Obesity in young men, and individual and combined risks of type 2 diabetes, cardiovascular morbidity and death before 55 years of age: a Danish 33-year follow-up study
- Morten Schmidt1,2,3,
- Sigrun A Johannesdottir1,2,
- Stanley Lemeshow1,2,
- Timothy L Lash1,4,
- Sinna P Ulrichsen1,
- Hans Erik Bøtker3,
- Henrik Toft Sørensen1
- 1Department of Clinical Epidemiology, Aarhus University Hospital, Aarhus N, Denmark
- 2Division of Biostatistics, College of Public Health, The Ohio State University, Columbus, OH, USA
- 3Department of Cardiology, Aarhus University Hospital, Aarhus N, Denmark
- 4Department of Epidemiology, Rollins School of Public Health, Emory University, Atlanta, GA, USA
- Correspondence to Dr Morten Schmidt;
- Received 6 February 2013
- Revised 9 March 2013
- Accepted 12 March 2013
- Published 29 April 2013
Objectives To examine the association between body mass index (BMI) in young adulthood and cardiovascular risks, including venous thromboembolism, before 55 years of age.
Design Cohort study using population-based medical databases.
Setting Outcomes registered from all hospitals in Denmark from 1977 onwards.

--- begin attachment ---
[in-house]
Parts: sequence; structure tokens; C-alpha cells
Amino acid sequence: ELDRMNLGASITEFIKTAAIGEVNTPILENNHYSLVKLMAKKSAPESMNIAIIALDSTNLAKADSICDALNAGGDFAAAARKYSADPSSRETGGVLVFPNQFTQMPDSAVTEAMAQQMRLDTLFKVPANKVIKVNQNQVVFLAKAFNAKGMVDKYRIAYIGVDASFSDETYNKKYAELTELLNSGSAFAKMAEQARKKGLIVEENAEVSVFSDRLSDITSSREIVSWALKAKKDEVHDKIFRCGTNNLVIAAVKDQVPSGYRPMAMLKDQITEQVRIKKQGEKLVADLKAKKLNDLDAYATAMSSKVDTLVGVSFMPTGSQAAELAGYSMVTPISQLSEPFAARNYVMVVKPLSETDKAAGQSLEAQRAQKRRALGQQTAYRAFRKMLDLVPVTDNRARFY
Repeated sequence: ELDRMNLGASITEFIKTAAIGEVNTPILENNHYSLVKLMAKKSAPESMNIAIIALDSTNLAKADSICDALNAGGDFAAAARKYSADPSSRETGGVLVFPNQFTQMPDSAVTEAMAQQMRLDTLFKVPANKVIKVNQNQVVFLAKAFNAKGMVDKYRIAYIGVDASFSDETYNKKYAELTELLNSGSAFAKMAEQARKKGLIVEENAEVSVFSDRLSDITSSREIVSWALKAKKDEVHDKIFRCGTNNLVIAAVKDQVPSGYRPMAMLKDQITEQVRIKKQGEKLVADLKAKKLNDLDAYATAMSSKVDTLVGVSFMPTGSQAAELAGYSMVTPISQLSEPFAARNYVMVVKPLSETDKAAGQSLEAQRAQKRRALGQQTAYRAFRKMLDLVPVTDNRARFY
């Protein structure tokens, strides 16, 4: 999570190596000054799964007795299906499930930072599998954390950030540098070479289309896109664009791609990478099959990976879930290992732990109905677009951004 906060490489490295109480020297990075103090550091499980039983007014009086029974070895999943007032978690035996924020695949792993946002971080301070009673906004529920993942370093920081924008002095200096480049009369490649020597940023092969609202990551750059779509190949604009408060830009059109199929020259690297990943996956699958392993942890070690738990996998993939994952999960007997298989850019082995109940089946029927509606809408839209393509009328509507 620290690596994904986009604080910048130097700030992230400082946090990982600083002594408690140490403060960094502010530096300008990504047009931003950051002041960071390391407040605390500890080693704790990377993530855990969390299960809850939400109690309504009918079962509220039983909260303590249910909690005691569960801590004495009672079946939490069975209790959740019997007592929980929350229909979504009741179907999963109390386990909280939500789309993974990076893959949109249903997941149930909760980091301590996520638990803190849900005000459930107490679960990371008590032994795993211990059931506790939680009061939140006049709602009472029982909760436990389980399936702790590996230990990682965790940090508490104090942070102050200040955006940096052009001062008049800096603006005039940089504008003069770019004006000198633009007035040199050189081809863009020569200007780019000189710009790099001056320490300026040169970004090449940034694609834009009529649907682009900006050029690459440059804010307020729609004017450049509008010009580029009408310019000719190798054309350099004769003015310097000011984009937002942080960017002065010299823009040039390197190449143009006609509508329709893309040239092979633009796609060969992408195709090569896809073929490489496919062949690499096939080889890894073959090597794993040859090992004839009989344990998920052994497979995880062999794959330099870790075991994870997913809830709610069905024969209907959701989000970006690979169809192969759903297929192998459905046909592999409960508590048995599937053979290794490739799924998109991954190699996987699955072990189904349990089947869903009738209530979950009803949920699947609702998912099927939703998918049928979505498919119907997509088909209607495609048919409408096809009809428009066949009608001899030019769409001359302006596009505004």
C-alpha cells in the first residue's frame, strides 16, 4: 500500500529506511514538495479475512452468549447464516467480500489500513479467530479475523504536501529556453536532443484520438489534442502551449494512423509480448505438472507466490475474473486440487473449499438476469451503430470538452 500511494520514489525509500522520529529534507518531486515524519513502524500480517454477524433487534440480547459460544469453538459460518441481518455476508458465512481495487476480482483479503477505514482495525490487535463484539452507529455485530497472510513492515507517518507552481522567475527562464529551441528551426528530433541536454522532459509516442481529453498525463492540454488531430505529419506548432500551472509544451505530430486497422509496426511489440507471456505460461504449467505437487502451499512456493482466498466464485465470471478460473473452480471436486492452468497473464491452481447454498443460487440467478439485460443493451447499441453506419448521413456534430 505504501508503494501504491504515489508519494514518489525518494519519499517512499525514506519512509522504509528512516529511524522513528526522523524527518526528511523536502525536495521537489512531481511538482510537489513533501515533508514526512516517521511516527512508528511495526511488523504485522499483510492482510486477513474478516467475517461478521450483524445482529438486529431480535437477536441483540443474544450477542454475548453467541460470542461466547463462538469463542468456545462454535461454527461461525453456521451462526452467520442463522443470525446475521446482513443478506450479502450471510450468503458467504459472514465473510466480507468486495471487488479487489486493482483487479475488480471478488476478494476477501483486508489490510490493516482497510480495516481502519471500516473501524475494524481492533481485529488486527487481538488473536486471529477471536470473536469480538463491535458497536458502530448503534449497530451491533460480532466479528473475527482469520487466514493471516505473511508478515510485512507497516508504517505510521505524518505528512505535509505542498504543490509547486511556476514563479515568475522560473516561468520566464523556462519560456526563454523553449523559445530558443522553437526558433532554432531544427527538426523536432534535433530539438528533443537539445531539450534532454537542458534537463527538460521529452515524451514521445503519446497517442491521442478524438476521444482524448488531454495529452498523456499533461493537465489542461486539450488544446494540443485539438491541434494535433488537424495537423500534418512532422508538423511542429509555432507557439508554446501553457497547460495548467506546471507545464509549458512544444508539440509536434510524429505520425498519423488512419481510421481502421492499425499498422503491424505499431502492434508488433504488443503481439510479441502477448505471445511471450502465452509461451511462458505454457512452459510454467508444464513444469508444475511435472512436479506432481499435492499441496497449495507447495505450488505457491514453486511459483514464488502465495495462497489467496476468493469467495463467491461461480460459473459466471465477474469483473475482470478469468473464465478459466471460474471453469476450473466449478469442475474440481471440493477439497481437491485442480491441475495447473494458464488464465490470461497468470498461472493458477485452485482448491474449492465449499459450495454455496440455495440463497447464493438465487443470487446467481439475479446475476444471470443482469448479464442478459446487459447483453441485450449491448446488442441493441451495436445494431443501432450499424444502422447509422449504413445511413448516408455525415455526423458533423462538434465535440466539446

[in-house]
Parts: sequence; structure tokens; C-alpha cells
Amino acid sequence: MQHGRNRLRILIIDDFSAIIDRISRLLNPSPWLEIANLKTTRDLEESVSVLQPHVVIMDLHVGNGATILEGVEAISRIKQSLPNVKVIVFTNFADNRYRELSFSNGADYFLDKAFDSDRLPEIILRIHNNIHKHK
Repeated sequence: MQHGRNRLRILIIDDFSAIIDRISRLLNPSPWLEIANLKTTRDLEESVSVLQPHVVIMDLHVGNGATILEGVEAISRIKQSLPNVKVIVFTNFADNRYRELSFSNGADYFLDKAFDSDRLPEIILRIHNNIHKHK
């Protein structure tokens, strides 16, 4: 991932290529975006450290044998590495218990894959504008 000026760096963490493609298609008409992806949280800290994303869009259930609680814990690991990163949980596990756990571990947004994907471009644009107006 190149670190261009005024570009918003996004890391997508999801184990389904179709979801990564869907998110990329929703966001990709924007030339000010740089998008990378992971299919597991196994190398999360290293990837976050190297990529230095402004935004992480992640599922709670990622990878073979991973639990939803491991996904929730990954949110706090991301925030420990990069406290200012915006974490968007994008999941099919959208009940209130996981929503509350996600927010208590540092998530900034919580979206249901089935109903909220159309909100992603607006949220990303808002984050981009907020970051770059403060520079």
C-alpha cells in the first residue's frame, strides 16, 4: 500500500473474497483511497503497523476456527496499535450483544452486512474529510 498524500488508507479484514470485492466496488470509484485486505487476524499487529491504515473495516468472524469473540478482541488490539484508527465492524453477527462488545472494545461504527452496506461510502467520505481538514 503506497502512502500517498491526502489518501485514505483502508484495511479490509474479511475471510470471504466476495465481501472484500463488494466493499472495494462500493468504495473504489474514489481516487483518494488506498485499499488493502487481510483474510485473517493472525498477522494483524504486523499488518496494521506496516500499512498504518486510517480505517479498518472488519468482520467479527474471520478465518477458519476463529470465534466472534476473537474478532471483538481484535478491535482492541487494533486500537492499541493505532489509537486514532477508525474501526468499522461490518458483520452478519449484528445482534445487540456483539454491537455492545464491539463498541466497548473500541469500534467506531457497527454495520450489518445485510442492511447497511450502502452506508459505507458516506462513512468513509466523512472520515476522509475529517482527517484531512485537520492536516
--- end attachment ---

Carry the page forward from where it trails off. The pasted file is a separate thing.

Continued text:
Participants 6502 men born in 1955 and eligible for conscription in Northern Denmark.
Main outcome measures Follow-up began at participants’ 22nd birthday and continued until death, emigration or 55 years of age, whichever came first. Using regression analyses, we calculated the risks and HRs, adjusting for cognitive test score and years of education.
Results 48% of all obese young men (BMI ≥30 kg/m2) were either diagnosed with type 2 diabetes, hypertension, myocardial infarction, stroke or venous thromboembolism or died before reaching 55 years of age. Comparing obese men with normal weight men (BMI 18.5 to <25.0 kg/m2), the risk difference for any outcome was 28% (95% CI 19% to 38%) and the HR was 3.0 (95% CI 2.3 to 4.0). Compared with normal weight, obesity was associated with an event rate that was increased more than eightfold for type 2 diabetes, fourfold for venous thromboembolism and twofold for hypertension, myocardial infarction and death.
Conclusions In this cohort of young men, obesity was strongly associated with adverse cardiometabolic events before 55 years of age, including venous thromboembolism. Compared with those of normal weight, young obese men had an absolute risk increase for type 2 diabetes, cardiovascular morbidity or premature death of almost 30%.
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